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Wednesday, 02 May 2012 01:28

A Glimpse Beyond Pinterest

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Pinterest’s rise has helped highlight the value of social discovery over traditional search for shopping and the lesson hasn’t been lost on competitors. TheFind, a shopping search site with a trove of product data, is going after Pinterest with the launch of Glimpse, a new Facebook shopping discovery app that is built on top of Facebook “like” data. The app curates shopping pages for users based on their likes, as well the stuff their friends like.

As GigaOm reports, while Pinterest has taught people to pin the stuff they like from the web, Glimpse takes the existing data from Facebook’s open graph and marries it with its database of 500 million products and 500,000 stores. TheFind’s CEO Siva Kumar told me TheFind has been working with Facebook for some time to bridge the two data sets, mapping a user’s likes to products, their taxonomy and a user’s profile. Now, when a Glimpse user likes a page, the service can determine what product the URL is referring to, can pull up the most recent availability and pricing data and also fit it into different styles and trends.

It remains to be seen if people will gravitate toward it as people have with Pinterest. Pinterest has taken off, in part, because it’s not just about discovering products but about expressing yourself through curation. People don’t necessarily think of the Facebook like button in the same way, as a tool for curating their favorite stuff. But I think Glimpse is still a good effort to make the most of all that Facebook like data and potentially make some serious money from it.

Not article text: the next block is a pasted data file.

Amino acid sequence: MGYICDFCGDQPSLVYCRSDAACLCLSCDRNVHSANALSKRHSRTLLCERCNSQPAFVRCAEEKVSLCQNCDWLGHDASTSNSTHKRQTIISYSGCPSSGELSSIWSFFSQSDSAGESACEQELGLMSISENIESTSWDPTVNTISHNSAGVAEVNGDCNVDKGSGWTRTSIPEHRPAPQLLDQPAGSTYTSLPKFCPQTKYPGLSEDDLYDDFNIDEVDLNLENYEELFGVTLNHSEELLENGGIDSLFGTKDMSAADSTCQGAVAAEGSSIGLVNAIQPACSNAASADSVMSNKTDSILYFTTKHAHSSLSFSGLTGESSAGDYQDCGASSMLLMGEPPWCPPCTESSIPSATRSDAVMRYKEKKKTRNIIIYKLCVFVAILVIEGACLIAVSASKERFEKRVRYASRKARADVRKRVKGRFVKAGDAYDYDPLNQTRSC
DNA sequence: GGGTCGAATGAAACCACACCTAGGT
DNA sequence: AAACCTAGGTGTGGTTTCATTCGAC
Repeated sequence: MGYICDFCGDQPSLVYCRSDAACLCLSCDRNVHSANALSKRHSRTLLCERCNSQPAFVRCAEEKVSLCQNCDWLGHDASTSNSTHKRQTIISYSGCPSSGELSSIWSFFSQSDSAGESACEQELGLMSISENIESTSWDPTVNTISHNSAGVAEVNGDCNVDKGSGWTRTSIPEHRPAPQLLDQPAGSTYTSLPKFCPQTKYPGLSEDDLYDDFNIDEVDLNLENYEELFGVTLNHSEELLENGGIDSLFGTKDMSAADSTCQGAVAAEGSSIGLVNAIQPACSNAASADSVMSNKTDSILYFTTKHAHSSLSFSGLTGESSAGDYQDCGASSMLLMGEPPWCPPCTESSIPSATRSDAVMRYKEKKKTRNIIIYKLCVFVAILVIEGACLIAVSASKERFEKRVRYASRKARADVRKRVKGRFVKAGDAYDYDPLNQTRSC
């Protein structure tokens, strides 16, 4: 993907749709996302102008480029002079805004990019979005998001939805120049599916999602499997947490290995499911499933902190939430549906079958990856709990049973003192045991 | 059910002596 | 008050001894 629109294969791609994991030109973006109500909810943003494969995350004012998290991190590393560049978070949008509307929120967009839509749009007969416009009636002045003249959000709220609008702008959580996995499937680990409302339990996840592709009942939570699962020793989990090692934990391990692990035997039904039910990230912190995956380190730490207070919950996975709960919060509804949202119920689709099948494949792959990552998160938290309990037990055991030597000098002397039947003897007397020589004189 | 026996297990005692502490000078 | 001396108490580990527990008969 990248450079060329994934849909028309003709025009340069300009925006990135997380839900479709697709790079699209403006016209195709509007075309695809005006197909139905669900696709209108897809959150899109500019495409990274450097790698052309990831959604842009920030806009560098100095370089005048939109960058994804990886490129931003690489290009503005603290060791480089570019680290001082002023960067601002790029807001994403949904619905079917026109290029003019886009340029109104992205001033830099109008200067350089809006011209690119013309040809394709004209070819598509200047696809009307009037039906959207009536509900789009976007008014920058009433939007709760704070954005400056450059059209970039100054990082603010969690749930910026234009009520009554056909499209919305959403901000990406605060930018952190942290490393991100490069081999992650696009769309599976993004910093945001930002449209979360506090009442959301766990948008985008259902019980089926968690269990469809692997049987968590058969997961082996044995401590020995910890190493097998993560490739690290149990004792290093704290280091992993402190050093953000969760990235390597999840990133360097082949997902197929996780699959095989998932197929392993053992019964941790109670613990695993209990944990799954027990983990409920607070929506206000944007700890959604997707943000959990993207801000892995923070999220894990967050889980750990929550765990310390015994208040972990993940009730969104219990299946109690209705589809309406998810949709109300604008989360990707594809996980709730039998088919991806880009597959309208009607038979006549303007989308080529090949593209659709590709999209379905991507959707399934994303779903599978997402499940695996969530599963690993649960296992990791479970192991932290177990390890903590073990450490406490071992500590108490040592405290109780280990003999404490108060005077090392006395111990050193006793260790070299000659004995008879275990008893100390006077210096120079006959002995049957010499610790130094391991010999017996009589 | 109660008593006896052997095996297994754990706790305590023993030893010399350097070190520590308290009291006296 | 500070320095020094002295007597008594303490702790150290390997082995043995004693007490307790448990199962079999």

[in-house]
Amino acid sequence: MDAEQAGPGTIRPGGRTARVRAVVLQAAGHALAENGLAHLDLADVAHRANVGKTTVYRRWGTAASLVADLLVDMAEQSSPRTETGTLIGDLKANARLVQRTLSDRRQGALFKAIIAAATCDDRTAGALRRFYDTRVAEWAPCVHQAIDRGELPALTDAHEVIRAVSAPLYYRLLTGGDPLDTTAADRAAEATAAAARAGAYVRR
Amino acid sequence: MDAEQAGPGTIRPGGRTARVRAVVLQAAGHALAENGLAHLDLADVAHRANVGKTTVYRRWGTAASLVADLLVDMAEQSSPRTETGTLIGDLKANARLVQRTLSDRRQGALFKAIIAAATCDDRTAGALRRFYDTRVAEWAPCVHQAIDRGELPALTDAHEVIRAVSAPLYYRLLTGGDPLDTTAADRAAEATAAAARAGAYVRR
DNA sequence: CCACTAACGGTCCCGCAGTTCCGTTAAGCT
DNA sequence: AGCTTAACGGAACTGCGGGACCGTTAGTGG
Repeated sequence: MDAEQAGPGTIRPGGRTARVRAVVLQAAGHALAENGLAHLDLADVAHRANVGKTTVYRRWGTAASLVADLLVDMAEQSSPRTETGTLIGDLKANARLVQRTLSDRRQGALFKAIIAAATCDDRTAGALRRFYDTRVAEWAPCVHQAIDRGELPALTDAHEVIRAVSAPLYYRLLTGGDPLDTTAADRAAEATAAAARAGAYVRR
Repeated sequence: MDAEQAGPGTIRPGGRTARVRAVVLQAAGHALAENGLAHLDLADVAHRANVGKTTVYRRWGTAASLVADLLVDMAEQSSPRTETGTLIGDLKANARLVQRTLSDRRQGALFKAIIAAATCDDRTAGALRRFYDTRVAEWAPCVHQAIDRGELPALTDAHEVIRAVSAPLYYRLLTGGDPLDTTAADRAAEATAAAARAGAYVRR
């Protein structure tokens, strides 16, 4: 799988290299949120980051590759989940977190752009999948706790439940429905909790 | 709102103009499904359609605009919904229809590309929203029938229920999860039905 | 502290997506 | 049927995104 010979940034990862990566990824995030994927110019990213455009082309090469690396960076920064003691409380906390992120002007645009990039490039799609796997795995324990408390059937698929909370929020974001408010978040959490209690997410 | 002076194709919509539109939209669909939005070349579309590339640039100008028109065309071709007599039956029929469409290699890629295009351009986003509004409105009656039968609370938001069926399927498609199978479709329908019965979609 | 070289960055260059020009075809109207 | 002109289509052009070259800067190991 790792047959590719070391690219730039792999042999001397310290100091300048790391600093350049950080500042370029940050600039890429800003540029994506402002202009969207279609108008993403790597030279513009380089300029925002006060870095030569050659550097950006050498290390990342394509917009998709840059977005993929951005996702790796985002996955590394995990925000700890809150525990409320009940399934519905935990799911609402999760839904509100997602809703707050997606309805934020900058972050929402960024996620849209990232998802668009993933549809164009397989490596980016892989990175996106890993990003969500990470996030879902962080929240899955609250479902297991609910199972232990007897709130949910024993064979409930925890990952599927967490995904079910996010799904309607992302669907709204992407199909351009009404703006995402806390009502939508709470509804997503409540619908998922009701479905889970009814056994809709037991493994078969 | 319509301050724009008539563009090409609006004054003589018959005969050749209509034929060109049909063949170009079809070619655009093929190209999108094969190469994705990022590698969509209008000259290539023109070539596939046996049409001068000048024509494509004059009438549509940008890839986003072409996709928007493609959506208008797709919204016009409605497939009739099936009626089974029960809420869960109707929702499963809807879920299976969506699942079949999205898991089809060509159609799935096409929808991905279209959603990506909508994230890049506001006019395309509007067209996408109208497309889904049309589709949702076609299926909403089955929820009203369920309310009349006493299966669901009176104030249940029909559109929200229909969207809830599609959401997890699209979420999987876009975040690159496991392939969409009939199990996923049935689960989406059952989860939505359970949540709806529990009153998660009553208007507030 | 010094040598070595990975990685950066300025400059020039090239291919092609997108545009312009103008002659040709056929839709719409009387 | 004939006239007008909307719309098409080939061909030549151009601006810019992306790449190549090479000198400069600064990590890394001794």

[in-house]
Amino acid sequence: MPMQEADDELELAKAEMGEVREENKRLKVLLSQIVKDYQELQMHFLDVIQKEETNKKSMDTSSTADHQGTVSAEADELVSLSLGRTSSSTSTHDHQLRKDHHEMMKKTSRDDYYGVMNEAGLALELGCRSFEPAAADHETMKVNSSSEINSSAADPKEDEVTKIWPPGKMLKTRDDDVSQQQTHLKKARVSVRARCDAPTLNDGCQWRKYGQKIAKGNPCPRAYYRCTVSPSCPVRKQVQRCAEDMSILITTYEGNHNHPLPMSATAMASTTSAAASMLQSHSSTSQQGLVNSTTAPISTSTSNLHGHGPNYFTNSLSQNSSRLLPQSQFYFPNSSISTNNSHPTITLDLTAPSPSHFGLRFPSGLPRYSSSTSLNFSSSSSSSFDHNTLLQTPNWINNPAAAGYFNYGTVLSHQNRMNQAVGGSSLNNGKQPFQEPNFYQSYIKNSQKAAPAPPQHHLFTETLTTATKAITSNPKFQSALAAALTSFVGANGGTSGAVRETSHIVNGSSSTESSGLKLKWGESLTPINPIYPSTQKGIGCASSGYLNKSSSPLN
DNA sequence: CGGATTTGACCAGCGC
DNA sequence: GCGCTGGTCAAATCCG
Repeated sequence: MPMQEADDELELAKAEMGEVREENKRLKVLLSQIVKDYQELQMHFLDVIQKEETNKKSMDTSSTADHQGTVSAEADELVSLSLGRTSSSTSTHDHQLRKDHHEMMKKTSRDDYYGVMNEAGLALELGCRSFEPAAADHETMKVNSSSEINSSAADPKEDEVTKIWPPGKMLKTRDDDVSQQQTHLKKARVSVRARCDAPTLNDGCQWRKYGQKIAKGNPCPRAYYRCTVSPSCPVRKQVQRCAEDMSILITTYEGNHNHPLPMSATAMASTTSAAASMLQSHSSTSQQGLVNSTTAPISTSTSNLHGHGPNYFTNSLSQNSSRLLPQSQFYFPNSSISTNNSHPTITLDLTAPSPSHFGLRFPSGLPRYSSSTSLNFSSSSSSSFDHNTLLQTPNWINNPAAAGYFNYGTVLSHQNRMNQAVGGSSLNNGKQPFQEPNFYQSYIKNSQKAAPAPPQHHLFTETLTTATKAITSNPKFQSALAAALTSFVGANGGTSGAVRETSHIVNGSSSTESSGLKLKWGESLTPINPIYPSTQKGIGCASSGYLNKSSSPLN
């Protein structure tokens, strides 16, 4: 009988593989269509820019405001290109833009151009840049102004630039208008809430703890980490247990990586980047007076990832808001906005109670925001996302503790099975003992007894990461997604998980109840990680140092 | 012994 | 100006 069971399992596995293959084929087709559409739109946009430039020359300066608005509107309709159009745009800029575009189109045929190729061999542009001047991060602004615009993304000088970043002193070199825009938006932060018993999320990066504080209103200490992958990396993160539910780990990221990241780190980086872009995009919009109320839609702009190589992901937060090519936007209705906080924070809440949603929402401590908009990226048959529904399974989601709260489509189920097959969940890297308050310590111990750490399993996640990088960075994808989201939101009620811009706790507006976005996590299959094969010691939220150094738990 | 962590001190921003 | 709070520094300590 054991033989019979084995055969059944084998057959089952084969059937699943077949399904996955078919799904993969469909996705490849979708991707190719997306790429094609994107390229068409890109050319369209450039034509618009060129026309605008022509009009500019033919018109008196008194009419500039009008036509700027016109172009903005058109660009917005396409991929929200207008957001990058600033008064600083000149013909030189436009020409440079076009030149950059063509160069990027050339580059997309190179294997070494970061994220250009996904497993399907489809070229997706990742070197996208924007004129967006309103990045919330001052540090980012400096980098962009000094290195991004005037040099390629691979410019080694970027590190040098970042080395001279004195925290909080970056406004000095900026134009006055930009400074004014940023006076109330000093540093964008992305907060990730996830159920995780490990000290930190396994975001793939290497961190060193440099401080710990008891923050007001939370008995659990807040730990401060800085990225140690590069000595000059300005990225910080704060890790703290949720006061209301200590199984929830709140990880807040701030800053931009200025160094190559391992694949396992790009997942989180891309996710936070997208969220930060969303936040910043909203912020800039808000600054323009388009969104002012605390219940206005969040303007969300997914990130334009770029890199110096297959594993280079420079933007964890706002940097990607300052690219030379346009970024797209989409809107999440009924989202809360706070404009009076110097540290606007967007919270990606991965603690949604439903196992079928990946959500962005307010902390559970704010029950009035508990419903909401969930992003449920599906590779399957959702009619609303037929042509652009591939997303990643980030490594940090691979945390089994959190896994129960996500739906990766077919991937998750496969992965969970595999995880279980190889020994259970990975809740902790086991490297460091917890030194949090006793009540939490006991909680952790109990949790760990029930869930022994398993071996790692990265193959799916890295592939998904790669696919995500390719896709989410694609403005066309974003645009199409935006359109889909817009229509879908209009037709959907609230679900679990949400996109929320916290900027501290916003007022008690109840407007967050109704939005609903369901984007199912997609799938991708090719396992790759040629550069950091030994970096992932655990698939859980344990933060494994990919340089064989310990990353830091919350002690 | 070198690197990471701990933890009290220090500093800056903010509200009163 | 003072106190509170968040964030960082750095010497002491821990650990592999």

But how? The answer is referral marketing: each time that a user clicks on a product in Glimpse, an affiliate identifier is added to the URL such that if he finally decides to buy the product advertised (or, in some cases, any other combination of products in that store for a certain period of time) the merchant can trace back and pay a comission to Glimpse. The user, of course, doesn't see any of that comission. Is this fair? Well, maybe - it is the compensation for the value provided for the service. However, when Pinterest tried to introduce earlier in February a similar monetization mechanism in partnership with Skimlinks it seriously backfired with the user community and had to be stopped. Indeed the perception in Pinterest is that the user-generated content is of higher value than the platform provided by the firm. However, where is the line? What about Twitter? Facebook? Wikipedia? Who benefits from which content in which platform?

Last modified on Wednesday, 02 May 2012 01:50
Isaac de la Pena

Isaac de la Peña is a Senior Director at MicroStrategy, a leading provider of business intelligence solutions, in charge of its e-commerce products in the convergence of mobile, social and cloud computing, and a Limited Partner at Inveready First Capital, a spanish seed investment venture fund.

Website: www.isaacdlp.com

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